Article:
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Parties to a lawsuit may have vastly different perspectives on the validity and value of a claim, but as a matter of course, the issue of settlement will arise. Trial is an exceedingly expensive endeavor with an uncertain result. From a risk management perspective, the decision to settle is critical. Yet under liability policies that give the insurer sole control of the defense, the settlement decision often rests exclusively with the insurer as well.

The insurer’s exercise of this control becomes problematic when (1) the insured’s liability could exceed the policy limits, and (2) a settlement offer within the policy limits is on the table. Like an insurer providing a defense under a reservation of rights (discussed in Part 1), in this recurring situation, the insurer and the policyholder have conflicting incentives. The insurer may prefer to roll the dice for a judgment that’s less than the limit of liability. Settlement within the policy limits, on the other hand, is often in the policyholder’s best interest because it eliminates the risk of incurring uninsured liability.

Standoff at the Settlement Corral

Tensions between the policyholder and the insurer about a policy-limits settlement demand intensify as the trial date inches closer. At this point, the evidence and analysis developed in the litigation should be sufficient to fully assess whether uninsured liability is a real possibility. If the plaintiff’s demand is time limited, the policyholder-defendant’s window of opportunity for settlement could be missed. The potential impact of an excess verdict is suddenly front and center. What is the policyholder’s recourse?

With the stakes this high, the insurer’s duty to the policyholder rises to a fiduciary level in many jurisdictions. The insurer must seriously consider a settlement offer within policy limits as if the insurer itself would be liable for any excess judgment. The kicker is, if it fails to do so, the insurer actually can be held liable for the excess judgment, as well as consequential damages. In other words, the duty to settle within policy limits when warranted is backed up by a very big stick that can provide the policyholder with needed leverage at a time when it may feel most powerless.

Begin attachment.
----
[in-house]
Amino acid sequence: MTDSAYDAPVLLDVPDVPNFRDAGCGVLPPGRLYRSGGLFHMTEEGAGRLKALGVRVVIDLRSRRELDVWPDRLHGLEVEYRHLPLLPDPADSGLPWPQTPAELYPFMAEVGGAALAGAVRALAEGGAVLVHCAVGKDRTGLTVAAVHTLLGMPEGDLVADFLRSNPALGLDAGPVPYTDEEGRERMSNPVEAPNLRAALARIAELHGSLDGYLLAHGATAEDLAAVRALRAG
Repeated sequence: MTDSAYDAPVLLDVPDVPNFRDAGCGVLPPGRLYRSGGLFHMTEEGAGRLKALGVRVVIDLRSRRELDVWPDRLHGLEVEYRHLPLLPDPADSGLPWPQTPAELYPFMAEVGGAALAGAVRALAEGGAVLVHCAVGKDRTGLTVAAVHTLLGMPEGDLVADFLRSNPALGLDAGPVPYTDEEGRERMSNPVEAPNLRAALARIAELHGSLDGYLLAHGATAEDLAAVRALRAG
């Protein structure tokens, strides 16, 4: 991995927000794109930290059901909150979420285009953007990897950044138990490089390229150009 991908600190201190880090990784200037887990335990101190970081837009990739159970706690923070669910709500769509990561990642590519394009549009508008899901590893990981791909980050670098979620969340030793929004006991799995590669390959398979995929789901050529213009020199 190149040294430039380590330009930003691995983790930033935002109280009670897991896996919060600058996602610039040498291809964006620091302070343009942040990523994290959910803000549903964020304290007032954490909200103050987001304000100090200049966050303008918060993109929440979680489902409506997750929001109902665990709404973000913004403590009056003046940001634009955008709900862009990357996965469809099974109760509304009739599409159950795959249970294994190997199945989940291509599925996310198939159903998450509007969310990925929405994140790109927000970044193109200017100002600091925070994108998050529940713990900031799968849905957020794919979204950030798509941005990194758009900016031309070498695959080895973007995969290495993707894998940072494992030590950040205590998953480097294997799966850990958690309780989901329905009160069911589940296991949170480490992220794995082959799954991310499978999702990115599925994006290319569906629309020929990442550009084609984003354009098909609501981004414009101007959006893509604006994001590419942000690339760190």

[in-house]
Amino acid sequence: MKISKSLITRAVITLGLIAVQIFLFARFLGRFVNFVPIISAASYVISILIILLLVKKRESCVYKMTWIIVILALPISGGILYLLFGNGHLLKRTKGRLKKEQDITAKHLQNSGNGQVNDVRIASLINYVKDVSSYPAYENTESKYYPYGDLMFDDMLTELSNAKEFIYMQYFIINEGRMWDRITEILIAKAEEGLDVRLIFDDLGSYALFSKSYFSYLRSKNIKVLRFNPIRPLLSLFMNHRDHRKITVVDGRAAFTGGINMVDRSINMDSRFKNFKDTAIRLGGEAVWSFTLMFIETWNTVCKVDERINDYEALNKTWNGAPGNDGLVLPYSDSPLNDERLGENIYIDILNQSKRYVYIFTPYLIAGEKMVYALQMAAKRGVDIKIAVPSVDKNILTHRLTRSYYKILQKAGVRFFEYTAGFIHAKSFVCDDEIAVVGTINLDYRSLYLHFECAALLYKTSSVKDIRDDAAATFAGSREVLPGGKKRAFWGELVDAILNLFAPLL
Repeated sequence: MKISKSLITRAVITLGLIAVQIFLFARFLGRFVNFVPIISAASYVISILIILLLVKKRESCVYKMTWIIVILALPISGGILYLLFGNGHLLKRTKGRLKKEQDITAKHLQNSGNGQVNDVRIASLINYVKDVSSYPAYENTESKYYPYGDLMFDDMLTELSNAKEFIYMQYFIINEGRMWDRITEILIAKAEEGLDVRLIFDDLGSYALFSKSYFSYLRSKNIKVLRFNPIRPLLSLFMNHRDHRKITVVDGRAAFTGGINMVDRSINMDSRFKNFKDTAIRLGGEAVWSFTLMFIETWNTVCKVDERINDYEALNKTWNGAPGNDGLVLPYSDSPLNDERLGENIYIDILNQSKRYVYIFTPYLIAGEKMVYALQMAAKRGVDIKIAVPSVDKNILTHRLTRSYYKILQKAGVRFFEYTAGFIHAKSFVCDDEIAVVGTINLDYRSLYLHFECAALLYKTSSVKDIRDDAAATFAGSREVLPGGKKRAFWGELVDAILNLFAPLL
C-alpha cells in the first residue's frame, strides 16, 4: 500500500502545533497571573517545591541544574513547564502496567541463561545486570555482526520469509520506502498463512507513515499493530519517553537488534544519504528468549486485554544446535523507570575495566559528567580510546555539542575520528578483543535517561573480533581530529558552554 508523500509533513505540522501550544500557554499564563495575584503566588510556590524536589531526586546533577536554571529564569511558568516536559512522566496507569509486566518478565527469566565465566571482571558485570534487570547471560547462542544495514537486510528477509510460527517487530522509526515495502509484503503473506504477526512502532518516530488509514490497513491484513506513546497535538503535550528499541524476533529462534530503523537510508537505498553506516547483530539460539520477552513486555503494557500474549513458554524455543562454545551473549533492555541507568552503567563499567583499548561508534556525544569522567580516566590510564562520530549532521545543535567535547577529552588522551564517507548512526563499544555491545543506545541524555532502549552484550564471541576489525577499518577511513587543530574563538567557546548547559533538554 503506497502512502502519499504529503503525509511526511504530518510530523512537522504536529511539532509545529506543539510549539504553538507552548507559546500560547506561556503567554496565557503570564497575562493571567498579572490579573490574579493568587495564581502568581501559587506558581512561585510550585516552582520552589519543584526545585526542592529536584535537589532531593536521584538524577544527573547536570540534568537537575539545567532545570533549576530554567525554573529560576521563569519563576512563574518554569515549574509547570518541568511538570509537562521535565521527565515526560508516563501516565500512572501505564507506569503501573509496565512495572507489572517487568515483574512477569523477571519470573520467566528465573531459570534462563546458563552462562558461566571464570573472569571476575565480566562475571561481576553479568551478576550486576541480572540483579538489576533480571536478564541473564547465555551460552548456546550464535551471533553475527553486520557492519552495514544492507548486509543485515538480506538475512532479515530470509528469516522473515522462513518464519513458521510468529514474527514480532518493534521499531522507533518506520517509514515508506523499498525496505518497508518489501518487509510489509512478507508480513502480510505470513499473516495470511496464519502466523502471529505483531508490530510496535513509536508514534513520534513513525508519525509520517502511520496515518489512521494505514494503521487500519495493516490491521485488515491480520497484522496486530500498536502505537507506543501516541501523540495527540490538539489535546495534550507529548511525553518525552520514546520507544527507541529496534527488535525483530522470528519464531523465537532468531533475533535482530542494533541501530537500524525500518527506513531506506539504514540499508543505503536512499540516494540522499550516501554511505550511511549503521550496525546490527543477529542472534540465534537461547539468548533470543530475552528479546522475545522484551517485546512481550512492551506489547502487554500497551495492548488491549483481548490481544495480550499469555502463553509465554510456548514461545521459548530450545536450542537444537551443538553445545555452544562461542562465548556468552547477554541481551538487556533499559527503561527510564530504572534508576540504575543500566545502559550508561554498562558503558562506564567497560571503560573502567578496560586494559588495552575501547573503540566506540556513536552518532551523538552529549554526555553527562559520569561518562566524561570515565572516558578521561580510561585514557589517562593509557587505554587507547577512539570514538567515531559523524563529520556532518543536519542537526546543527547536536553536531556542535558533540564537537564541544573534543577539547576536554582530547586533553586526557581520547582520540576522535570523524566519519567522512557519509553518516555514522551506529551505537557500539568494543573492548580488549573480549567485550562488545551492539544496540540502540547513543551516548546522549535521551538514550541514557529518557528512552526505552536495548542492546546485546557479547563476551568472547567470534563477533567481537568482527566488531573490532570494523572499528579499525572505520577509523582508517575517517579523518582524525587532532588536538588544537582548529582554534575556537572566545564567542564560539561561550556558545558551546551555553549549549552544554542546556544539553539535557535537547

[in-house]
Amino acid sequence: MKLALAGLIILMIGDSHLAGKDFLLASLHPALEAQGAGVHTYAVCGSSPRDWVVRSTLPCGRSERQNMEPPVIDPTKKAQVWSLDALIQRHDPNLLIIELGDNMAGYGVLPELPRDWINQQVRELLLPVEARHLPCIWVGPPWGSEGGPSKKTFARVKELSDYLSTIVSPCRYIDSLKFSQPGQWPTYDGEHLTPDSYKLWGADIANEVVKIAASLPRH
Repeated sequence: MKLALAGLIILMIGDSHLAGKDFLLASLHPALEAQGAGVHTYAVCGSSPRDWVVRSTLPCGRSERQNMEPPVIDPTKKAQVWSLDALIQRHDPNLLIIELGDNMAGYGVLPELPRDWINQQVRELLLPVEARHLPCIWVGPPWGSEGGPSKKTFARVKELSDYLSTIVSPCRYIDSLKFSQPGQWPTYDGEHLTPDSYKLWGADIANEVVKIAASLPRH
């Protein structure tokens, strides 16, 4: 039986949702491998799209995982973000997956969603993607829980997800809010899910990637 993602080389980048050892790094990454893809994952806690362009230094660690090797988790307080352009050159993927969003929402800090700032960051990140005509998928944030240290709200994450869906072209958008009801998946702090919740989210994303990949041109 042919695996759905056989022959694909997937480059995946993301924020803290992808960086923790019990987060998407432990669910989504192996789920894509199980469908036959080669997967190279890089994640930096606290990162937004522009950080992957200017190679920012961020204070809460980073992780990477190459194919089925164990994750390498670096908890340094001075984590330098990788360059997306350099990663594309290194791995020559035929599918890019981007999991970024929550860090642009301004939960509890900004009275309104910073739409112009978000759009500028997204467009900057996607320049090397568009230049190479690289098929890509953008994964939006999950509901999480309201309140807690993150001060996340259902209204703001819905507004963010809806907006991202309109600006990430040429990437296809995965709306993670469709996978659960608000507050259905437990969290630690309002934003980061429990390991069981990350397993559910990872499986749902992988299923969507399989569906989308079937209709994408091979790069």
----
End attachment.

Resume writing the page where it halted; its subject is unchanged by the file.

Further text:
Reasonableness Is the Watchword

States have different formulations of the level of insurer failure required to succeed on what’s known colloquially as a bad-faith-failure-to-settle claim, ranging from negligence to recklessness to intentional wrongdoing. However, in every case, reasonableness is the watchword. Was there a reasonable probability of an excess judgment based on the facts, applicable law, and what’s known about the jurisdiction? Given those circumstances, was the plaintiff’s policy-limits settlement offer reasonable? Did the insurer conduct a reasonable (i.e., good faith) evaluation in response to the offer? These are fact-intensive questions that generally cannot be decided as a matter of law and place the insurer’s conduct under a microscope.

A Formal Demand in Favor of Settlement Can Expedite Resolution

When faced with an insurer’s recalcitrance or delay in deciding whether to accept a pending settlement offer within policy limits, policyholders should make a formal demand in favor of settlement. Appointed defense counsel should provide any analysis and documentation generated during the litigation that the policyholder may need to show the insurer that the risk of an excess judgment is real, and that settlement is prudent. Reminding the insurer of its heightened duty to accept a reasonable settlement offer within policy limits can expedite a resolution that benefits all parties involved.